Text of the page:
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Here’s another example: books.  I’ve written before about my love of reading with wine (and TV, in fact – here I am, at six days sober, two years ago, talking about exactly the same thing I’m talking about now).  Reading + wine.  Heavenly.  But again, by the end.  Not so much.  It became normal to pick up a book where I’d left off and then flick back until I reached a page that I remembered reading.  Sometimes that would be a page or two.  Sometimes closer to a chapter.  What was the point?

It takes everything.  It takes EVERYTHING.  Back when I drank, my only hobbies were reading, drinking, and occasionally watching TV.  And arguing on the internet, I guess, but I was trying to quit that one well before I got sober.  Forget the me that I now am, with a birthday list stuffed full of gorgeous hand dyed yarns, running gear, and courses I want to do on power tools and window glazing.  Reading and watching TV.  It’s not a big demand on the universe, to have those things to enjoy.  But I didn’t.  I no longer had even those.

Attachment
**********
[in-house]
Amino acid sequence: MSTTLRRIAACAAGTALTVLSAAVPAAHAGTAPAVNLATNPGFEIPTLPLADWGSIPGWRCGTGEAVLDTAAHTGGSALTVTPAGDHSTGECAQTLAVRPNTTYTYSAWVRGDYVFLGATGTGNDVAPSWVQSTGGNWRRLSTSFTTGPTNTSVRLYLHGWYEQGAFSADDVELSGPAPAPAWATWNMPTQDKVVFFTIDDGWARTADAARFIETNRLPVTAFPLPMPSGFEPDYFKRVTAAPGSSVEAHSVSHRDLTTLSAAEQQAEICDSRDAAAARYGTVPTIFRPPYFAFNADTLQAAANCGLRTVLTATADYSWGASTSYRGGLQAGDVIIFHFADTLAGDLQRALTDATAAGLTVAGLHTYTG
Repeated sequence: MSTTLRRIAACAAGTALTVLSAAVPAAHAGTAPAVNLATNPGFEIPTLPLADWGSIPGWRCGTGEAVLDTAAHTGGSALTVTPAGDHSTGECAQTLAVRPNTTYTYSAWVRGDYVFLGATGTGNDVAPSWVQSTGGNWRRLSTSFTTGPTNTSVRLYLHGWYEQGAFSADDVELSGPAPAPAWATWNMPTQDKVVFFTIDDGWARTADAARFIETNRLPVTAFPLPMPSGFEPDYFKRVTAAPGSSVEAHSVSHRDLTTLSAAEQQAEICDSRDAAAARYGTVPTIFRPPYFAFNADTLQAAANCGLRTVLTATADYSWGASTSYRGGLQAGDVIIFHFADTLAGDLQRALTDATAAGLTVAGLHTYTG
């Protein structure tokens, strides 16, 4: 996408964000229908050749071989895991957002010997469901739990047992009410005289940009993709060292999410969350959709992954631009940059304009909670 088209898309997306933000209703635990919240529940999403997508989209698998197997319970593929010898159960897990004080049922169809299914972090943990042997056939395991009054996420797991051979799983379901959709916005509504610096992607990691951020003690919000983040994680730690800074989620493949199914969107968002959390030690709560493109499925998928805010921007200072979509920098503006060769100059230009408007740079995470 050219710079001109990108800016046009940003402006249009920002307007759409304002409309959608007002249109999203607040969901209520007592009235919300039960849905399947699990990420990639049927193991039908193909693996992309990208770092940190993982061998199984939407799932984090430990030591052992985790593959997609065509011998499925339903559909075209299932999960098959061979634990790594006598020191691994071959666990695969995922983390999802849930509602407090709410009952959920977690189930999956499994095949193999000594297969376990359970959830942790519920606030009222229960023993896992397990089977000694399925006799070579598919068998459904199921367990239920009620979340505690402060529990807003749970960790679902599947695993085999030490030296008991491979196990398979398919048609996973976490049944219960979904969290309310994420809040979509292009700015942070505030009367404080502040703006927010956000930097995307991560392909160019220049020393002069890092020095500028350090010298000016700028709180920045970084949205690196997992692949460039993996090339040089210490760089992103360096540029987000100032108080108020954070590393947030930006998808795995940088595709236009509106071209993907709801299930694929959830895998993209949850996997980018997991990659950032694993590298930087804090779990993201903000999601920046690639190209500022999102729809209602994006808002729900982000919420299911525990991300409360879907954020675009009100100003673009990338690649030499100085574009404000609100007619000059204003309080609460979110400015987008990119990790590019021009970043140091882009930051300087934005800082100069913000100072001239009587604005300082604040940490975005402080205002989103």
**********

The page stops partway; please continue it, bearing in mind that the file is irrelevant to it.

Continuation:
In an abusive relationship, the abused partner adapts to the demands of the abuser.  She tries to become better at acquiescence, hoping that if she can show him enough love and understanding, he will return the favour in increased trust and openness.  Instead the demands grow, and grow, until the victim is backed into a corner and she has nothing left, and if she is lucky she will realise that nothing she can give will ever be enough and if she is really, really lucky she will be able to get out of that corner and away.

When we say the words ‘alcohol abuse’ we tend to mean that we abuse alcohol.  But alcohol abuses us.  It takes and it takes, and it lies and it lies, and we give up everything rather than lose it.   There is nothing we need it for, and there is nothing it won’t take.

It takes everything.

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Parenting is hard enough. Drinking makes it harder.